This friend in some way worked with the club and was able to put together a gift package, some signed memorabilia and well wishes from the club. It was a small gesture, probably long forgotten by everyone involved by this point, but one that gave me so much hope during a hopeless time.

It was a moment that made me feel, really, truly feel, that You’ll Never Walk Alone wasn’t just a catchy marketing ploy. It was and is The Liverpool Way. The following weeks, months, and even years of my life were difficult for me as I adjusted to a new phase of it, but no matter what else changed, there was always Liverpool Football Club, and even if I didn’t get to watch many of the matches live during that time of my life, my conversations on message boards and with people online helped me. Liverpool, just the idea of it even, was my much needed port in a storm. It meant more then. It means more now.

I don’t share this story with you in search of sympathy or with hopes of eliciting any sort of a reaction. There’s no neat hook at this point in the story that ties everything together with a Hollywood ending, really. We are finite. We are in this moment. You and I. Us and we and all the many things we share or might someday share with people around the globe that we will almost certainly never meet.

I share this story with you to tell you why this club means so much more to me, in the same way it maybe means more to you. It can’t be quantified, nor can it be understood by those on the outside looking in. Whether or not you’ve been a season ticket holder since the 70s or became a fan last month, you’re here because this means something to you. You’re here because we are Liverpool and tra la la la la.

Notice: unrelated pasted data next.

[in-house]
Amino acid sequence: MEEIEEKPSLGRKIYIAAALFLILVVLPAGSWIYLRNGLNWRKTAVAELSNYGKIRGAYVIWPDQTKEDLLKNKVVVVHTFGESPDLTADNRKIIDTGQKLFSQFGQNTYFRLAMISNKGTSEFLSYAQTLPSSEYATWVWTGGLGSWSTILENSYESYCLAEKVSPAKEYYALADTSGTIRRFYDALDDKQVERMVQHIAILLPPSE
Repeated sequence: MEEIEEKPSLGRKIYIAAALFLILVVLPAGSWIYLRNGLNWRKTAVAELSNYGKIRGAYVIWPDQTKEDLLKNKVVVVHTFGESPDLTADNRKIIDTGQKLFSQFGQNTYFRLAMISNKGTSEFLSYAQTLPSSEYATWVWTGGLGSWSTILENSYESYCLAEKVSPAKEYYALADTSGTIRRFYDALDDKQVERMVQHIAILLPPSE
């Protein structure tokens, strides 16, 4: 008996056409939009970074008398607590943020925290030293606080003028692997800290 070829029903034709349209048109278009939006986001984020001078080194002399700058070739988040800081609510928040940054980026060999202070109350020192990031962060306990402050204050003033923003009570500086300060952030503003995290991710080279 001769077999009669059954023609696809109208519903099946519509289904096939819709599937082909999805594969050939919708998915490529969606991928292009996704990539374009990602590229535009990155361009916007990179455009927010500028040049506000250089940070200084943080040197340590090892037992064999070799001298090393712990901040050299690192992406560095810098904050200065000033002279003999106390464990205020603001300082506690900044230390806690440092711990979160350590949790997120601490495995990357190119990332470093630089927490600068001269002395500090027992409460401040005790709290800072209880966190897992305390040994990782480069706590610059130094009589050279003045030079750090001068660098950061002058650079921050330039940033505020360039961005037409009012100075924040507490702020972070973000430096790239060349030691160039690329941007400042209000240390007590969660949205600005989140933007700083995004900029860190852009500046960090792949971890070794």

And you’re here, perhaps, because there’s a final happening on Saturday. The final act of a season of great joys and disappointments; a season of paradox. The last time this group of lads will kick a ball this season. On Saturday, they will decide how it all ends, and then it will fall to the rest of us to define and to remember what we’ve watched—on Saturday and every matchday that came before. It’s you, and it’s the team, and it’s us.

On the pitch, this season has been an unprecedented journey, one unlike anything I’ve ever experienced. I can’t explain it, and yet here I am foolishly and failingly trying to do just that. I’ve spent most of my life living 4,000 miles away from this club. I’ve spent most of my life trying to explain to people why it means so much to me. And now, here, this is the end of the ride. At least for one more season.

On Saturday, it finishes one of two ways. I have no idea what’s going to happen. I suppose it’s safe to say that the players will play and the fans will watch and some, those lucky few, will be in Madrid to sing and to cheer. One team will lift a trophy at the end of it. I think, I hope, and want it to be Liverpool, but even if it isn’t, this team and this club and this season won’t mean anything less to me. Whatever happens, know that this really does mean more.